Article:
Baker Street retail regeneration causing record rents for area, Knight Frank reports

Baker Street, W1 is experiencing a significant change in its retail landscape, with a recent influx of high profile food and retail offers, impacting on existing rental levels, according to property firm Knight Frank. This demand has pushed rental levels to a new high of £265 per sq ft – a 38% increase from the previous high, a record level for the area.

Near zero vacancy rates and high rents on nearby Marylebone High Street, with the improved profile of the area for office occupiers, have led to retailers locating on to Baker Street. Operators are looking to take advantage of both the office and tourist population who flock to the area throughout the year, squeezing independent and local retailers out of the market.

In the past six months the Knight Frank retail team has completed five transactions that has resulted in five new occupiers coming to the area. On Upper Baker Street, north of Marylebone Road, Dunkin’ Donuts, Alef Bookshop and new burger restaurant Burgista have all taken space. These occupiers have grasped the opportunity that the Sherlock Holmes Museum and Madam Tussauds affords, whilst also utilising the close proximity to Marylebone and Baker Street stations.

Baker Street has evolved in recent years into a major office destination. Knight Frank claims it led the way in 2008 by locating its HQ at no.55 Baker Street and more recently British Land nearby have redeveloped 10 Portman Square and also provided 10,549sq ft of retail space.

The workers that these office schemes deliver are the target market for the ground floor occupiers. Over the past 12 months Baker Street has seen record breaking rents and premiums being paid in order to secure sites. This pattern is unlikely to change with yet another retailer selling their lease at 134 Baker St in excess of £500,000. ITSU recently broke the rental record by paying £265 per sq ft for its second unit, narrowly beating fellow sushi chain Wasabi. The recently opened Bills restaurant is also a positive addition to the casual dining offer, reportedly paying a premium of £400,000 for its site, from Ladbrokes.

As well as the proliferation of ‘grab and go’ food operators, the big supermarkets have also been keen to get a piece of the action with little Waitrose being a recent addition to the Street’s supermarket provision. The other big names such as Marks & Spencer, Selfridges, Sainsbury’s and Tesco’s provide a wider range of food shopping services to the workers, and tourists alike, with Sainsbury’s paying a six figure premium to secure its store at 116 Baker Street.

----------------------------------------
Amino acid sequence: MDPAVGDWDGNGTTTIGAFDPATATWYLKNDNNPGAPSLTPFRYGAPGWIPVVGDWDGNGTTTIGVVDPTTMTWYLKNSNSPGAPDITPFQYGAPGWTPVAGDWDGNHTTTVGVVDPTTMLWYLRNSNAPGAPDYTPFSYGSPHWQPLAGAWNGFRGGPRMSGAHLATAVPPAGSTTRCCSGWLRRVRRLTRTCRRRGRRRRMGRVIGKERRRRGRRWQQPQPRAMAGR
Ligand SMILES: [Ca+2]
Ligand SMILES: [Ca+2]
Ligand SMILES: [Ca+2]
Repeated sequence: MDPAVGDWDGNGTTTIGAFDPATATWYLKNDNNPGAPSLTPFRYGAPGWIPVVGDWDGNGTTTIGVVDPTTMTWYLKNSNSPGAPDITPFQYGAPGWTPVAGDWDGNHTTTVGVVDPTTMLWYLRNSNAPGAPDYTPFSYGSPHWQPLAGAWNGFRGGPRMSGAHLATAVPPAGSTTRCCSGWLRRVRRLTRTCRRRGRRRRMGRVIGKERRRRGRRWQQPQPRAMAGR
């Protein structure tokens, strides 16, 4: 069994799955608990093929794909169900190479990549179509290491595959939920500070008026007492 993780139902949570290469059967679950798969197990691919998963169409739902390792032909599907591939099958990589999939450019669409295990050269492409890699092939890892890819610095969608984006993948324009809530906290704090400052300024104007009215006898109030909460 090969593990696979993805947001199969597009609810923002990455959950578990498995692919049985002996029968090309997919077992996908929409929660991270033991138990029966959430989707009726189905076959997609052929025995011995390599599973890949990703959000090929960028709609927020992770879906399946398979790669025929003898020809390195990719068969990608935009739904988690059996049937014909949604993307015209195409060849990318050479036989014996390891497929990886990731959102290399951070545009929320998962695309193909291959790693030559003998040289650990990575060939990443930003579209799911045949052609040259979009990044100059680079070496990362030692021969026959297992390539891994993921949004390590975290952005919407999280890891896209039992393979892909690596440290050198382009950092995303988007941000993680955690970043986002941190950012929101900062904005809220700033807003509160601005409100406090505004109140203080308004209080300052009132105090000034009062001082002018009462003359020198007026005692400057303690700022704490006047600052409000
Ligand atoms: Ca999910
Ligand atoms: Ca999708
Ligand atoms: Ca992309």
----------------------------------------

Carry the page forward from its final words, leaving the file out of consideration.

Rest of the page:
The variety in the offer doesn’t end there as many of coffee and grab ‘n’ go operators,  Costa, Pret A Manger, Eat and Starbucks have committed to opening more than two units on Baker Street, with some having up to four stores, in an attempt to monopolise workers movements between the station and offices.

Over the next 12 months, the roads closest to  Baker Street and Marylebone High Street, such as Marylebone Road, Paddington and, George Street, W1 are all expected to see a dramatic increase in retail activity, benefiting from the overspill of occupier demand, said Knight Frank. There is an upcoming commercial opportunity with the current redevelopment of 93 Baker Street, the previous Barclays Bank site, and the continued investment by TFL to upgrade the retail offer at the underground station with a Tesco Express due to open a the end of the month, the fifth within the Marylebone area.

Josh Braid, associate, Knight Frank Retail team, said: “Baker Street is currently experiencing an exciting new phase of Central London retail activity, and the rapid increase of grab ‘n’ go operators,  due to the ‘over spill’ effect from traditional prime streets. Other secondary retail locations benefitting from this are Conduit Street, Lower Regent Street, Redchurch Street and Tottenham Court Road. All these locations have seen substantial increases of international retailers due to key redevelopments and the lack of space. “